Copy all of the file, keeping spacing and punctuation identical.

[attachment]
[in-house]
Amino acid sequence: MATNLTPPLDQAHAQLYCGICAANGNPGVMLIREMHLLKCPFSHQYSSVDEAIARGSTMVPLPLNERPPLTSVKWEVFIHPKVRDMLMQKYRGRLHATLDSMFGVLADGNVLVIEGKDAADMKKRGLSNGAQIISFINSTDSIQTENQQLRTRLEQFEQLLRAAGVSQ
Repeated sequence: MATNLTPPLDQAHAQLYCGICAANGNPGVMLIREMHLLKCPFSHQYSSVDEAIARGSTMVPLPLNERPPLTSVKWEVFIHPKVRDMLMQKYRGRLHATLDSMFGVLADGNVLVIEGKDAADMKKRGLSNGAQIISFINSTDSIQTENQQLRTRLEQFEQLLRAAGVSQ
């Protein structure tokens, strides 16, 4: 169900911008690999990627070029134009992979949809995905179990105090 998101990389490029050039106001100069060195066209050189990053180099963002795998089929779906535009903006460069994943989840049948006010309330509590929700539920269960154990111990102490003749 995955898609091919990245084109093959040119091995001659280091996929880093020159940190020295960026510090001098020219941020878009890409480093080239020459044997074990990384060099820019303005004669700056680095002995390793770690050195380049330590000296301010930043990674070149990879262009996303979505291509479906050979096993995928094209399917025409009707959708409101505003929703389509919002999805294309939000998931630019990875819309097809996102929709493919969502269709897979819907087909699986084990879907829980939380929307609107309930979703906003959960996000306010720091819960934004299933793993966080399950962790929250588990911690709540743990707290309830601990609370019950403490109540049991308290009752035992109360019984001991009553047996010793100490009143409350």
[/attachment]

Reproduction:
[in-house]
Amino acid sequence: MATNLTPPLDQAHAQLYCGICAANGNPGVMLIREMHLLKCPFSHQYSSVDEAIARGSTMVPLPLNERPPLTSVKWEVFIHPKVRDMLMQKYRGRLHATLDSMFGVLADGNVLVIEGKDAADMKKRGLSNGAQIISFINSTDSIQTENQQLRTRLEQFEQLLRAAGVSQ
Repeated sequence: MATNLTPPLDQAHAQLYCGICAANGNPGVMLIREMHLLKCPFSHQYSSVDEAIARGSTMVPLPLNERPPLTSVKWEVFIHPKVRDMLMQKYRGRLHATLDSMFGVLADGNVLVIEGKDAADMKKRGLSNGAQIISFINSTDSIQTENQQLRTRLEQFEQLLRAAGVSQ
């Protein structure tokens, strides 16, 4: 169900911008690999990627070029134009992979949809995905179990105090 998101990389490029050039106001100069060195066209050189990053180099963002795998089929779906535009903006460069994943989840049948006010309330509590929700539920269960154990111990102490003749 995955898609091919990245084109093959040119091995001659280091996929880093020159940190020295960026510090001098020219941020878009890409480093080239020459044997074990990384060099820019303005004669700056680095002995390793770690050195380049330590000296301010930043990674070149990879262009996303979505291509479906050979096993995928094209399917025409009707959708409101505003929703389509919002999805294309939000998931630019990875819309097809996102929709493919969502269709897979819907087909699986084990879907829980939380929307609107309930979703906003959960996000306010720091819960934004299933793993966080399950962790929250588990911690709540743990707290309830601990609370019950403490109540049991308290009752035992109360019984001991009553047996010793100490009143409350």